Thursday, 7 January 2010

From Snow plot to slush in five hours

For today's Herald

I was going to write about how much suede protector Teresa May’s red boots needed and that other big story, slush on London pavements, after a nice lunch. But - hold page 6 - a coup plot was launched against Gordon Brown. The third one was due - and what a half-cocked, unorganised, rubber knife assassination attempt it was. But still, it messed up lunch.

News spread by twitter and text halfway through Prime Minister’s Questions while Gordon Brown was giving a gutsy good performance. Blackberrys being passed around the Conservative benches and the swift exit of the Prime Minister’s spokesman from the press gallery alerted us that the balloon had gone up.

Central lobby, where we bump into MPs, was virtually empty when we got down there and the odd Labour rebel left didn’t think this latest (too late?) attempt would amount to more than a pile of slush.

Rumours about cabinet resignations started the moment the Commons returned on Tuesday. Apparently Brown knew something was afoot just before mid-day when he stood up and gave a super-charged performance at the dispatch box.

Everyone ran around with mobiles strapped to their ears pretending they knew something. "We’re not calling on Gordon to go," insisted Patricia Hewitt on radio at lunchtime (Did someone mention lunch?) "This is not an attempted coup, this is an attempt to get this sorted once and for all."

Our slush expert predicted that none of the cabinet had the courage to walk out and that the day would end with Brown’s position strengthened.

What a gift for the opposition. Brown strengthened is exactly what the Tories want as every opinion poll tells them Labour can’t win with Brown as leader.
By 3pm the Polar Plot had frozen. A few "usual suspect" cabinet loyalists had spoken for Brown - Shawn Woodward and Ed Balls to the barricades.

Woodward had a point - with 120 days to a general election the country will be simply astonished at the behaviour of the plotters.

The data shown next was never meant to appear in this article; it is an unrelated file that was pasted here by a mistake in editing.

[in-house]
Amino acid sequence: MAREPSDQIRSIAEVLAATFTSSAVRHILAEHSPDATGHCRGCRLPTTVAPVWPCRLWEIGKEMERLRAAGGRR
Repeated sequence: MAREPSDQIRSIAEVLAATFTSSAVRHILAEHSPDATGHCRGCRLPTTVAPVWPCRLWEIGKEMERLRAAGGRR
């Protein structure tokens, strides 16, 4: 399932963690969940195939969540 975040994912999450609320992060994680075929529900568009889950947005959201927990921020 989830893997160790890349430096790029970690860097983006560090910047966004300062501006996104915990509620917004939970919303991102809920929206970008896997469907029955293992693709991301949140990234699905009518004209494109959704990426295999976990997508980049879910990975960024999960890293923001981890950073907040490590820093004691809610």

Brown’s convoy left the Commons just two hours and fifteen minutes after the plot unfolded. Bet he was glad he didn’t start his tour of the south of England yesterday after all.

Rumours swirled in the snow. Jack Straw was to lead the rebuttal operation and Peter Mandelson was due on Newsnight. But by 4pm, with darkness falling, no big beasts had come to Brown’s defence. Like previous botched attempts courage was the only ingredient missing from the atmosphere in Westminster. Did senior members of the cabinet - let’s name them: Mandelson, Straw, Miliband, Darling - have neither the guts to either stop this or to dip their hands in blood.

In the hiatus, while ministers watched and waited, suspicion grew that the cabinet was wobbling. What took them so long to endorse Mr Brown? Darling issued a statement saying that he wasn’t to be "distracted" from economic recovery. Hardly an endorsement and Labour backbenchers shook their heads as time drifted on.

The loyalty dripped in an hour before teatime. Harriet Harman issued her statement last a "friend" of David Miliband has said this is not going anywhere. It was all over at 6.18pm. The Snow Plot was a slushy coup.

How different today’s headlines could have been. Brown brilliant at Question Time, a narrowing gap in the polls, Teresa May’s suede protector bill. Instead it was coup and flop with Mandelson putting all children to bed with a nice story. Is Gordon Brown the unluckiest politician of his generation? You bet.

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